1) Who may apply for the Master of Science program?
Any student who hold a University degree equivalent to a certified Brazilian higher education level degree (e.g., Bachelor) at the time of registration are eligible. Equivalence of Degrees obtained abroad is a legal matter related to number of credits taken, and it is very seldom the case that a typical international degree is not granted equivalence. Holding a Bachelor Degree in Computer Science or related fields (Engineering, Mathematics, Physics) is desirable but not required. International students are advised to submit scores of some standardized test (GRE, SAT) in their application; when possible, there is a preference towards a national CS University-Level Exam called POSCOMP
(see e.g. https://www.sbc.org.br/index.php? option=com_content&view=article&layout=edit&id=458).
Note that international students are required to have a valid visa at the time of registration. Unfortunately, our ability to provide assistance to seeking visas is very limited.
2) Who may apply for the Doctorate program?
There are two PhD tracks in our program: Regular Doctorate and Direct Doctorate. Admission at the Regular Doctorate requires a Master’s degree in Computer Science or related field, completed at date of registration (with an official certificate). Direct Doctorate requires only a (Brazilian recognizable or equivalent) University Degree. Note that international students are required to have a valid visa at the time of registration. Unfortunately, our ability to provide assistance to seeking visas is very limited.
3) What is the difference between Regular Doctorate and Direct Doctorate?
The regular doctorate program is the traditional PhD-level program at University of São Paulo, targeting students with some initial research experience (as attested by the MSc Degree) and that wish to deepen their knowledge in Computer Science research. It consists of an initial course taking part, that takes about 2 years, followed by a research intensive part, where the student is expected to carry out world-level research under the supervision of a Faculty. The Direct Doctorate targets excepcional students who have already proven record of considerable research experience, such as students that have carried out extensive research while undergrad students (and are listed as coauthors in relevant scientific publications) or that have outstanding recommendation letters by their academic achievements (backed up by notable recommenders).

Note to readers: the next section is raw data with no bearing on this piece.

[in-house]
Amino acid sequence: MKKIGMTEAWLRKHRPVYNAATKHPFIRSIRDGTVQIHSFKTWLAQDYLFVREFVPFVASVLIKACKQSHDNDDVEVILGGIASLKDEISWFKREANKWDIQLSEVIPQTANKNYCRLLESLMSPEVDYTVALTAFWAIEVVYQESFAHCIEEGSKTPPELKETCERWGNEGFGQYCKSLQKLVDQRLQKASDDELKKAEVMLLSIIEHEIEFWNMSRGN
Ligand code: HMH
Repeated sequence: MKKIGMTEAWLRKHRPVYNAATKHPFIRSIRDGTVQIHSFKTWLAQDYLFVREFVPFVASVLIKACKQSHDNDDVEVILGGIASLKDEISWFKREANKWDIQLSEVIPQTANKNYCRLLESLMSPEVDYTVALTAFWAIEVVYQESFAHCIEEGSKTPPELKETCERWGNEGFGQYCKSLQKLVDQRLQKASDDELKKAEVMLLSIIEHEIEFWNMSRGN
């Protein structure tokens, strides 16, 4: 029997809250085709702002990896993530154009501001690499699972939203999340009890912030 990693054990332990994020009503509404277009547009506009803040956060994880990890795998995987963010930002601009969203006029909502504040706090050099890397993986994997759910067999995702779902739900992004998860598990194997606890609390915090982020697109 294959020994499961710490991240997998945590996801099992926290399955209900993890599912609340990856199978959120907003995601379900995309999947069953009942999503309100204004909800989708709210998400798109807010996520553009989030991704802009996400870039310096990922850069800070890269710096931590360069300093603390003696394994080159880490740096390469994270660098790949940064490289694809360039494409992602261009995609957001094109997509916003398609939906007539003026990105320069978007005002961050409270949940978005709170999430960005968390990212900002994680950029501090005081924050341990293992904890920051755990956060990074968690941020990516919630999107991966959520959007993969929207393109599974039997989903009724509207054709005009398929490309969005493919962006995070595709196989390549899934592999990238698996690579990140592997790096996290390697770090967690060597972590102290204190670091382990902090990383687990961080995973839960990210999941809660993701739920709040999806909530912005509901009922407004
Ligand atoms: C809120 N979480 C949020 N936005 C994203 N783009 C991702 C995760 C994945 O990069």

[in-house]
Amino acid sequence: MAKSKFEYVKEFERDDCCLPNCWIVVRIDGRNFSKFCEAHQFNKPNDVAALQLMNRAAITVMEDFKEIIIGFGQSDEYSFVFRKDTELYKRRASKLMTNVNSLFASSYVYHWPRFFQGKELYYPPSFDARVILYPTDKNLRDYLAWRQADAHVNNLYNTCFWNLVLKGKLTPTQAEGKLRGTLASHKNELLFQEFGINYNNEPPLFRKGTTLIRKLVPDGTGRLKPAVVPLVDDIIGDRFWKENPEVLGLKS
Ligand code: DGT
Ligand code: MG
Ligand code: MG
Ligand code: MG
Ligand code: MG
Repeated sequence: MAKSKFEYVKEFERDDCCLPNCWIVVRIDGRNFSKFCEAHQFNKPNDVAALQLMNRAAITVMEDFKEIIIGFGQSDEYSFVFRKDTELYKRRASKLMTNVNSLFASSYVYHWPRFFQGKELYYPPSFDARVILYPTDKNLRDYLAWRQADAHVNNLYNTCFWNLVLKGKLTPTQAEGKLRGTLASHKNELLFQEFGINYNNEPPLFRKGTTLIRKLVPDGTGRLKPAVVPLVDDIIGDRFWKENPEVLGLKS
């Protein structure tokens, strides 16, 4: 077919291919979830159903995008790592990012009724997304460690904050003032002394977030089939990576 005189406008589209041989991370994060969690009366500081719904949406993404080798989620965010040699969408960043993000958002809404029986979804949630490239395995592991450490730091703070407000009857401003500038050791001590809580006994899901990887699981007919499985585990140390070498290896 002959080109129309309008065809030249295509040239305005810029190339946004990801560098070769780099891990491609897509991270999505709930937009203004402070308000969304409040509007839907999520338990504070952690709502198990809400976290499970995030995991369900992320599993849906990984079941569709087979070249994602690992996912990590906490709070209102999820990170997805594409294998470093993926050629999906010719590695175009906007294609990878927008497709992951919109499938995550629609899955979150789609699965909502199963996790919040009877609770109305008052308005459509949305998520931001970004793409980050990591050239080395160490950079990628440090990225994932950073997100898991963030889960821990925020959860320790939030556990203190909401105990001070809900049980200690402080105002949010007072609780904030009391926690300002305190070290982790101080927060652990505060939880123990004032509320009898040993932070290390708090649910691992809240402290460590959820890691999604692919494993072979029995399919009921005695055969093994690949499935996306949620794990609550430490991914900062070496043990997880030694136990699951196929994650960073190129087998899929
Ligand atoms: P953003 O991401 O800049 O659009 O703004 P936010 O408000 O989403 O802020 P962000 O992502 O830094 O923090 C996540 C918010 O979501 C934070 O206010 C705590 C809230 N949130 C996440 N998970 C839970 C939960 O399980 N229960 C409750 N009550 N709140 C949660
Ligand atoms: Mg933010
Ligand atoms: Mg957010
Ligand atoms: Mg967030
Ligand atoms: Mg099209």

4) How much does are the costs for the program?
All Graduate courses at University of São Paulo are free of any charge for any individual (Brazilian or not), that includes tuitions, registrations, library fees, etc.
5) How and when can I apply for the program?
Applications for the MSc. Program are open twice a year, generally at May/June and at November/December. A call is published on the (Portuguese version of the) website when applications are open; the entire process is online. Applications for the Doctorate program can be made at any time during the year and are processed in batches whenever there are sufficient number of applications or a maximum time period has been reached (usually about 2 months). Please refer to the Portuguese version of this page for the link for the online application form.